Puberty is the time when you grow from a girl to a young woman. Everyone goes through it. It can be exciting, but some people find it tough. Here are some of the changes to expect.
Note: We also have an article about puberty for boys.
How does my body change?
Your body changes during puberty — you are going from being a child to how you will be when you are an adult.
During puberty, a lot of different things happen.
- You’ll get taller, and this might happen quite quickly.
- Your nipples may look swollen and feel tender. This is the start of your breasts growing, and usually happens between the ages of 8 to 13.
- Your hips, bottom and thighs will probably get bigger and rounder.
- Inside your body, your ovaries and womb will get larger.
- Pubic hair will start growing around your vagina and under your arms. You may also find you have more hair on your legs. The hair will start off fine and straight, but become thicker and curlier.
- Your clitoris will get larger.
- Your first period, or menstruation, will probably arrive between the ages of 9 and 15 years. Every girl is different.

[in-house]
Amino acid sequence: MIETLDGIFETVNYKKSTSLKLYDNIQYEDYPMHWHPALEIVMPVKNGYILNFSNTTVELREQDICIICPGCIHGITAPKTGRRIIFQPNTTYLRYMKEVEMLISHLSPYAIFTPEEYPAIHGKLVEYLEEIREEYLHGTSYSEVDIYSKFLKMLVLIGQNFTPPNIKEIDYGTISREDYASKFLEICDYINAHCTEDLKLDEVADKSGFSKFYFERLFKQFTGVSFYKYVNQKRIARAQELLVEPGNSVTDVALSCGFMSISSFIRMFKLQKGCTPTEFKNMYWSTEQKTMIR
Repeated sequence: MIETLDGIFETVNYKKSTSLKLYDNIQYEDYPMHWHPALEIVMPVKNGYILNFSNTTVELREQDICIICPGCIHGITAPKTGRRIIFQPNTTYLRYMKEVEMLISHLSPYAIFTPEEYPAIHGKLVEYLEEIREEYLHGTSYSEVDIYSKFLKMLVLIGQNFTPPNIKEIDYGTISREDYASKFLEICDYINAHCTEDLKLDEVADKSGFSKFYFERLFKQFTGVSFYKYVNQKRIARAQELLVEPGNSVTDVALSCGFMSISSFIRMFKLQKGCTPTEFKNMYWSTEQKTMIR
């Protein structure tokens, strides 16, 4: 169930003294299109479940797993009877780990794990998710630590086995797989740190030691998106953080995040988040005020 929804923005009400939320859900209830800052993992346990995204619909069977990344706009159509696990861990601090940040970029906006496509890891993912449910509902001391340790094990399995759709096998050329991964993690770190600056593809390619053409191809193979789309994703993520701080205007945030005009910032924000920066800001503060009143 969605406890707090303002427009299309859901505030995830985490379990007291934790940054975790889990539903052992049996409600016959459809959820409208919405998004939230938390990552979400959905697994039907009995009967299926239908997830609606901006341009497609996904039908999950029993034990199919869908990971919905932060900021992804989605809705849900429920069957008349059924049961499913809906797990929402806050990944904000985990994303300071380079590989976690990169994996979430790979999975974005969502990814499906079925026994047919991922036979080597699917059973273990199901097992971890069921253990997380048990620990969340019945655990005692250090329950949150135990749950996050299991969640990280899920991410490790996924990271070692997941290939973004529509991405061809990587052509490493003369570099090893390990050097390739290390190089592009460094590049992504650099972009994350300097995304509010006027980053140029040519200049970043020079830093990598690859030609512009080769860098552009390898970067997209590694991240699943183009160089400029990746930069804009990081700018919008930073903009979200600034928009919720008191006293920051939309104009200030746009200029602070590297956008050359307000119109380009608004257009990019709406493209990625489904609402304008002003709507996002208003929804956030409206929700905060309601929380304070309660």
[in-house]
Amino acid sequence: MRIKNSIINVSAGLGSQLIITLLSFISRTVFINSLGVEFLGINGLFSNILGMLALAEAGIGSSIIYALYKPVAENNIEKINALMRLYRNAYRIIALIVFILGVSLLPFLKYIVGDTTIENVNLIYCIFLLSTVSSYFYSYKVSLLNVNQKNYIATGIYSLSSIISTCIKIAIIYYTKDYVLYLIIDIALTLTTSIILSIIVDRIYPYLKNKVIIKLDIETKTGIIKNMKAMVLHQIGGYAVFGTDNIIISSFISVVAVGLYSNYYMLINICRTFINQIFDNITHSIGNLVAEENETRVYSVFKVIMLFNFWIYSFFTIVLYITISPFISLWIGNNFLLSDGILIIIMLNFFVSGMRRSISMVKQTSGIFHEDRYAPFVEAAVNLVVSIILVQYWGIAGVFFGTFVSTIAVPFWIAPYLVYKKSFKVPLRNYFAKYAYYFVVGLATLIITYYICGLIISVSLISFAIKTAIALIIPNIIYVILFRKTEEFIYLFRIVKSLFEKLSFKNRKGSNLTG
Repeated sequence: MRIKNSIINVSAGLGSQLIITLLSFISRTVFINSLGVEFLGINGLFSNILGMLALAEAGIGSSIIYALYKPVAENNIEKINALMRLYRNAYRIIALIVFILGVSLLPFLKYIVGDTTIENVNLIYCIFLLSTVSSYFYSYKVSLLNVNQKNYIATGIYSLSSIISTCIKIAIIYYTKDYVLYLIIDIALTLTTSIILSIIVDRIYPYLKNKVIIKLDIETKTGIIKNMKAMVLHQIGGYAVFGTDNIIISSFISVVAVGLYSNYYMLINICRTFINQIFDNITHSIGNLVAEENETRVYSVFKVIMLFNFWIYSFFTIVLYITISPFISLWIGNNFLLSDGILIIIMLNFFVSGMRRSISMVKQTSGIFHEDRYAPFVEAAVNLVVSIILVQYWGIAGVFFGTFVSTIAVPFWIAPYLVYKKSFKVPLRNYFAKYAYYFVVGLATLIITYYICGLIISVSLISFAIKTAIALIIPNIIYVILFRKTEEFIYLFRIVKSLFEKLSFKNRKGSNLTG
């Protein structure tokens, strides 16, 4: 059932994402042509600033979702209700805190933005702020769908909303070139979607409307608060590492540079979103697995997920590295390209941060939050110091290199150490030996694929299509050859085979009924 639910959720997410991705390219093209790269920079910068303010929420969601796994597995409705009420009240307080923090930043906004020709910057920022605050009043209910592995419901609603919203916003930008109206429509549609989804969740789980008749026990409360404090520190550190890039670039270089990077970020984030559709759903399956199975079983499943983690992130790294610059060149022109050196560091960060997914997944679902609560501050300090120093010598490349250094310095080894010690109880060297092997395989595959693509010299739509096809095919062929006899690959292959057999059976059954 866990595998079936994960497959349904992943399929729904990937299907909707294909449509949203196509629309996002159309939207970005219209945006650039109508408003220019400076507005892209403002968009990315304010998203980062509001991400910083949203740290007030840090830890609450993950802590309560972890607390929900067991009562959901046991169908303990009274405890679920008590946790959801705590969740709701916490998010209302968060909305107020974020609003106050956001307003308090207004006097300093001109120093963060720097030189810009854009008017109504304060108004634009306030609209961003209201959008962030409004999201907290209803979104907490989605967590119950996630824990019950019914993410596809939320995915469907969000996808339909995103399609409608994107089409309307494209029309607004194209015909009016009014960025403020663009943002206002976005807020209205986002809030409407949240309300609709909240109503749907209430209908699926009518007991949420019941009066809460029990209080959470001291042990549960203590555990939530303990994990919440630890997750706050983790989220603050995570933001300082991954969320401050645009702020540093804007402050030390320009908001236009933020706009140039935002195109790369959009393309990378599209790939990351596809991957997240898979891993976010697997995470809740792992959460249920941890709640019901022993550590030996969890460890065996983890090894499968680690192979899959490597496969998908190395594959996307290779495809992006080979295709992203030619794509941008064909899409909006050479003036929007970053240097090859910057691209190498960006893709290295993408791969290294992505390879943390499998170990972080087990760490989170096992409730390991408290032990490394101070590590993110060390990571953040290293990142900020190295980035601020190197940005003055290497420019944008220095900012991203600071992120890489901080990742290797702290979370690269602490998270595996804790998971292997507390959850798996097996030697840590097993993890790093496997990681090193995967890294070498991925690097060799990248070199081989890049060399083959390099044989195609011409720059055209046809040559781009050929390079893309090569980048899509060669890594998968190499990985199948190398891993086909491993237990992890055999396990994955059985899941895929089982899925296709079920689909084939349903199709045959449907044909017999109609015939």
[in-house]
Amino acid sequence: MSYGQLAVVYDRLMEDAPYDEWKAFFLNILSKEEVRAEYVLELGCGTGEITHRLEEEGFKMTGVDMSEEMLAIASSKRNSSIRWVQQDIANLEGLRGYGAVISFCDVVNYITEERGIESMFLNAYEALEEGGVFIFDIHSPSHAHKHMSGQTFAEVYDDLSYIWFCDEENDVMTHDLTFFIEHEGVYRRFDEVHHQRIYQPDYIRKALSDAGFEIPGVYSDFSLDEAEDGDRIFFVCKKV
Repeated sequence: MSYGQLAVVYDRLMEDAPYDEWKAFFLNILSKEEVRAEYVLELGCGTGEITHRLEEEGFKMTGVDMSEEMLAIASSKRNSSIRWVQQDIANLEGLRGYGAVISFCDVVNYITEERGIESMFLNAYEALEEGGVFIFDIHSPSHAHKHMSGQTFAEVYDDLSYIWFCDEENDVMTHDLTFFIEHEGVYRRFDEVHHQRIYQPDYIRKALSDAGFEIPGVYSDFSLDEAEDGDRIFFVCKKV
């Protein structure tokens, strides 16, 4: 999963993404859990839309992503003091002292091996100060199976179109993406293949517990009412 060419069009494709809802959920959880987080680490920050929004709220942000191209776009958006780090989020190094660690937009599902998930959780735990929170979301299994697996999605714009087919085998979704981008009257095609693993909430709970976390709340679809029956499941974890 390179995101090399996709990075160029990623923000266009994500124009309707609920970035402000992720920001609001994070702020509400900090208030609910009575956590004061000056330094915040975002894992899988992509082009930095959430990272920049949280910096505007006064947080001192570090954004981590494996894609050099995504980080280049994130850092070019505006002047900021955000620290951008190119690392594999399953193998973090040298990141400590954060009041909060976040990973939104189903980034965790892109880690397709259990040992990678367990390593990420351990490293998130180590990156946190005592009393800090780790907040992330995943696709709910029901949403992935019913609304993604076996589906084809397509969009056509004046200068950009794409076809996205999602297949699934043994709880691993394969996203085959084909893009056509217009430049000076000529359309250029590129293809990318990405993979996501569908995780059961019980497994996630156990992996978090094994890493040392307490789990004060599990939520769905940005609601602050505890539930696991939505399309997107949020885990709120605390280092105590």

- Your vagina will start to produce a small amount of clear or cream-coloured fluid (called vaginal discharge). This fluid, which keeps the walls of the vagina clean, is normal and healthy.
- You may get oily skin and hair, and spots (acne) may develop on your face and body.
- You may also find you sweat more.
- You may feel more emotional than usual and find you are sensitive to what others say.
These changes usually take place over about 4 years. By the time you are 16, you will have done most of your physical developing.
What if my period hasn’t started?
It is normal for a girl to start her periods between the ages of 9 and 15, although some start earlier. If you are 16 and still haven’t started your periods, see your doctor.
Your doctor will talk to you. They may also want to examine you and take some blood tests to check your hormone levels. On rare occasions, you may be asked to have more tests, like a scan.
You may feel more comfortable discussing these things with a female doctor.
The most common reasons for girls starting their periods later than usual are:
- genetic predisposition — in some families, girls start their periods late
- doing way too much exercise
- being underweight
- some medicines
- severe long-term illness
- hormonal problems
Not sure what to do next?
If you are still concerned about your puberty for girls, check your symptoms with healthdirect’s online Symptom Checker to get advice on when to seek medical attention.
The Symptom Checker guides you to the next appropriate healthcare steps, whether it’s self care, talking to a health professional, going to a hospital or calling triple zero (000).
Learn more here about the development and quality assurance of healthdirect content.
Last reviewed: August 2019